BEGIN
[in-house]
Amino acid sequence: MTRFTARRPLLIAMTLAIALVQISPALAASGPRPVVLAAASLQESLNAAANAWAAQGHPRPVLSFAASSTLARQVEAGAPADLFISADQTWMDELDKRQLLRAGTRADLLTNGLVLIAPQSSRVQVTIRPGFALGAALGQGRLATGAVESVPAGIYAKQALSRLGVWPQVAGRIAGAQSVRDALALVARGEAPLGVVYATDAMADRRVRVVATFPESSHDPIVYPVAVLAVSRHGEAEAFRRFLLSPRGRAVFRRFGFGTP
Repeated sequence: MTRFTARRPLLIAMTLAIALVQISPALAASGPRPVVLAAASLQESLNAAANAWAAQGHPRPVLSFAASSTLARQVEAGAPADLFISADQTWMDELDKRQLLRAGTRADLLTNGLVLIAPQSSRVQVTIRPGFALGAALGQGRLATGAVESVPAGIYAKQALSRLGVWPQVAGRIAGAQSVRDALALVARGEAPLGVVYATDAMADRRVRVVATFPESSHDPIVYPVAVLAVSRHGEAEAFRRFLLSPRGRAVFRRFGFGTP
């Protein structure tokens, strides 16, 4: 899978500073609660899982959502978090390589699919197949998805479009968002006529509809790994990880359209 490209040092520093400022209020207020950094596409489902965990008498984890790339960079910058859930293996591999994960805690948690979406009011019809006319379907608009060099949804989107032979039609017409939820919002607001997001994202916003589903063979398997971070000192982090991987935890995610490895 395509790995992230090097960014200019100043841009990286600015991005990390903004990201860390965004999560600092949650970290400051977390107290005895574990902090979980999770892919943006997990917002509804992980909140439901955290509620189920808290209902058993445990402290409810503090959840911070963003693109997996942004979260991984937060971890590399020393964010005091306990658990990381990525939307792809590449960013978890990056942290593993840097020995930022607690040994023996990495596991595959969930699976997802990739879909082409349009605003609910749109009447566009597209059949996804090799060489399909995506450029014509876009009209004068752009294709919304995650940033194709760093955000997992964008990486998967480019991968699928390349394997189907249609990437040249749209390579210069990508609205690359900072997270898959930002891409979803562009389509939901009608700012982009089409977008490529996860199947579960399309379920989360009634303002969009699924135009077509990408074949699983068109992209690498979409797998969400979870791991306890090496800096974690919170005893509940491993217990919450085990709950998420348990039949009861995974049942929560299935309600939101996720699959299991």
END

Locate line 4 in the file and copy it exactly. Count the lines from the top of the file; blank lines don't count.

């Protein structure tokens, strides 16, 4: 899978500073609660899982959502978090390589699919197949998805479009968002006529509809790994990880359209 490209040092520093400022209020207020950094596409489902965990008498984890790339960079910058859930293996591999994960805690948690979406009011019809006319379907608009060099949804989107032979039609017409939820919002607001997001994202916003589903063979398997971070000192982090991987935890995610490895 395509790995992230090097960014200019100043841009990286600015991005990390903004990201860390965004999560600092949650970290400051977390107290005895574990902090979980999770892919943006997990917002509804992980909140439901955290509620189920808290209902058993445990402290409810503090959840911070963003693109997996942004979260991984937060971890590399020393964010005091306990658990990381990525939307792809590449960013978890990056942290593993840097020995930022607690040994023996990495596991595959969930699976997802990739879909082409349009605003609910749109009447566009597209059949996804090799060489399909995506450029014509876009009209004068752009294709919304995650940033194709760093955000997992964008990486998967480019991968699928390349394997189907249609990437040249749209390579210069990508609205690359900072997270898959930002891409979803562009389509939901009608700012982009089409977008490529996860199947579960399309379920989360009634303002969009699924135009077509990408074949699983068109992209690498979409797998969400979870791991306890090496800096974690919170005893509940491993217990919450085990709950998420348990039949009861995974049942929560299935309600939101996720699959299991």